I must have been in sixth grade, when I got my book report I had written back from my English teacher. The paper had a big “C” written in red ink but was later crossed out, and replaced by an “A.” Next to it, she had left a comment that read, “I changed the grade because I wanted to reward you for what you know, instead of penalizing you for what you haven’t yet learned.” The English language was still very new to me then and I could not structure a sentence worth a damn, but she decided to focus on my potential instead of dwelling on the limitation. I frankly don’t remember much from my junior high days (thank goodness … can you say, “neon”?) but I’ll never forget my English teacher and the way she approached life. That’s how I now approach my life as well — or at least I try to look at a glass half full (as much as I can). And the way I approach my new vegetarian lifestyle is no exception.
When I tell people that I have given up eating meat, the first reaction is usually, “then what the f#%# do you eat?” I would have probably asked the same question a few months ago but now that I’m aware of all the possibilities that’s out there in the culinary world that doesn’t necessary involve meat, I can smile and answer, “everything.”
One thing I didn’t want to become was one of those annoying vegetarians who refuse to eat anything, or someone who always complains that there’s nothing on the menu that they can eat. Sure, it may be a little difficult to find something to eat at a steakhouse, but I’m telling you, if there’s a will (and a little creativity), there’s a way. Just because I gave up meat, that doesn’t stop me from frequenting, say, Korean restaurants to enjoy the delicious food I’ve always loved and enjoyed.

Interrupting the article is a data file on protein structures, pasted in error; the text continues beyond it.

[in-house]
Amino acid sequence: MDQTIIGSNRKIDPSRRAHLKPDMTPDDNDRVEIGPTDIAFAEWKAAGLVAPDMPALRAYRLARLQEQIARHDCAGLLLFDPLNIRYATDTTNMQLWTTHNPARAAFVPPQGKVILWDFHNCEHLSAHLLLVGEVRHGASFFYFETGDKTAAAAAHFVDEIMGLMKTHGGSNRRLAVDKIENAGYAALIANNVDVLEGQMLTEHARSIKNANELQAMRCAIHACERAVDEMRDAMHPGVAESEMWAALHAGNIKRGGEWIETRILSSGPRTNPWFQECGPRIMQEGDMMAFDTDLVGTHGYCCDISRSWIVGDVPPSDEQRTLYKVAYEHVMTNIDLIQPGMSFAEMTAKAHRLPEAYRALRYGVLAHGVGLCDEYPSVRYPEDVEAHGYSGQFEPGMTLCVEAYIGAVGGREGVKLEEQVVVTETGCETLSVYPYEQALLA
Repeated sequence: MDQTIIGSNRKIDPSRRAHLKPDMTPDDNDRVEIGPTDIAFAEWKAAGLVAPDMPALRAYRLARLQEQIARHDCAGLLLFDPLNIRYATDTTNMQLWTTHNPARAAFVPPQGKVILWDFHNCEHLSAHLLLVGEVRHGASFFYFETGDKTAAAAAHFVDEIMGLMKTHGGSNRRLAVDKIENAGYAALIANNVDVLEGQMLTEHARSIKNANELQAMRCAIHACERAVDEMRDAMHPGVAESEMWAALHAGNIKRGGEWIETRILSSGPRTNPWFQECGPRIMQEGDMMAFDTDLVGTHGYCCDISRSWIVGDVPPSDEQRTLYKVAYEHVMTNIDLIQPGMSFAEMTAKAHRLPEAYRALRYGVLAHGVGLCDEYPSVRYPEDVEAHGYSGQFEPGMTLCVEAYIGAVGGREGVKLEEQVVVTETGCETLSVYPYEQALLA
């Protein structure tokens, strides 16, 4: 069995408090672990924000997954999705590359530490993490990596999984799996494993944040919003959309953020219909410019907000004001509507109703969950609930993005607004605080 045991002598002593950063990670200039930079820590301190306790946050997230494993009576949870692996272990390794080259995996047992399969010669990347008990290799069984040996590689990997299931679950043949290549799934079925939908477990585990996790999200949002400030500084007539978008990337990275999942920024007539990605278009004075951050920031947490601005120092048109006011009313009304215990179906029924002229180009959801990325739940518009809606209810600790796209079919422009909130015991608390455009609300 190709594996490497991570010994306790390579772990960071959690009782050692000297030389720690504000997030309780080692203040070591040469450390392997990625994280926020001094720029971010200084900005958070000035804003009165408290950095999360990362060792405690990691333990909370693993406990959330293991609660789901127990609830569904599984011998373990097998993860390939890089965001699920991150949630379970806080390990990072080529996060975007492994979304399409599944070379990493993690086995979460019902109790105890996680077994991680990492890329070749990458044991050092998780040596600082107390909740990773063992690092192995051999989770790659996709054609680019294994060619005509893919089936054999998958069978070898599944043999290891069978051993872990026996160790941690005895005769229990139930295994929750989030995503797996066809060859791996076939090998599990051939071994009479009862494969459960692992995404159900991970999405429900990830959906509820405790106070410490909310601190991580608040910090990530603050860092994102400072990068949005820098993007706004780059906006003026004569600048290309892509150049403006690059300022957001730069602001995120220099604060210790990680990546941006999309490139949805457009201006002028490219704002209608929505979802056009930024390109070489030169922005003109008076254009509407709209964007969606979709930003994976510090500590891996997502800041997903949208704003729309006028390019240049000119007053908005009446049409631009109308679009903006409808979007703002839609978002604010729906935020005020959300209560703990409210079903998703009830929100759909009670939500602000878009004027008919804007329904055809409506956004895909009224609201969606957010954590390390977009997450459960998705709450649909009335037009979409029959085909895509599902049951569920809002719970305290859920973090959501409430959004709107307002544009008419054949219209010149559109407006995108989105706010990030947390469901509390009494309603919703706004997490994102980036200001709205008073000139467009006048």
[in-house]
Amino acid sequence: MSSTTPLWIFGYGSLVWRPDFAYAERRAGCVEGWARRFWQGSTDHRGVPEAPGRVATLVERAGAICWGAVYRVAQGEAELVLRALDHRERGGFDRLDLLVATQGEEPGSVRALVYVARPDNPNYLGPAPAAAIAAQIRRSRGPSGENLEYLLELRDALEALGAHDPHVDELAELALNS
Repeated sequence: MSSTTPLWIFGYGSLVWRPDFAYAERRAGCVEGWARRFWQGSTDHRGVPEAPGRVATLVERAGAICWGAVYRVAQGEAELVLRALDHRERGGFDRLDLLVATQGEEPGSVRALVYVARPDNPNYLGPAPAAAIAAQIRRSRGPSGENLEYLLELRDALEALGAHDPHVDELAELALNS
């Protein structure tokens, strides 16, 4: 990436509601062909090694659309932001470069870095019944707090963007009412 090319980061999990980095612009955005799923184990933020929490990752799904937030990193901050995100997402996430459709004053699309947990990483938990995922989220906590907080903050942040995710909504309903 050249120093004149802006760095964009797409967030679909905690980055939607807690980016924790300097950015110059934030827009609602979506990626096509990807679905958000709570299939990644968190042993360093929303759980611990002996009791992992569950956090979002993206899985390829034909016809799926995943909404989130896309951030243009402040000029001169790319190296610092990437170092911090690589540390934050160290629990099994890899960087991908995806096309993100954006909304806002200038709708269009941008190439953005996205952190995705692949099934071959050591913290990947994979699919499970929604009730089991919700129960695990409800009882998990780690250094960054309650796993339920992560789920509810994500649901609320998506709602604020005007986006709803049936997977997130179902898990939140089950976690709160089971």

Speaking of Korean restaurants, Young-Dong Tofu in Arcadia that is famous for dundubu Jigae (tofu hot pot) deserves an “A” in my book. I ordered the tofu soup with seasonal mushroom and vegetable bibimbap, and enjoyed the endless plates of banchan. And everything was delicious, satisfying and simply heavenly.
Instead of focusing on things I cannot eat, I look at all the wonderful ingredients that are available – wonderful selection of mushrooms; fresh, seasonal root vegetables; pickled everything – and savor them. Once you open up your eyes to the possibilities, you’ll quickly realize that the sky is the limit.
Life is definitely a glass half full. Or in this case, my stomach completely full.
Young Dong Tofu Restaurant
1311 S. Baldwin Avenue, #B, Arcadia, CA 91066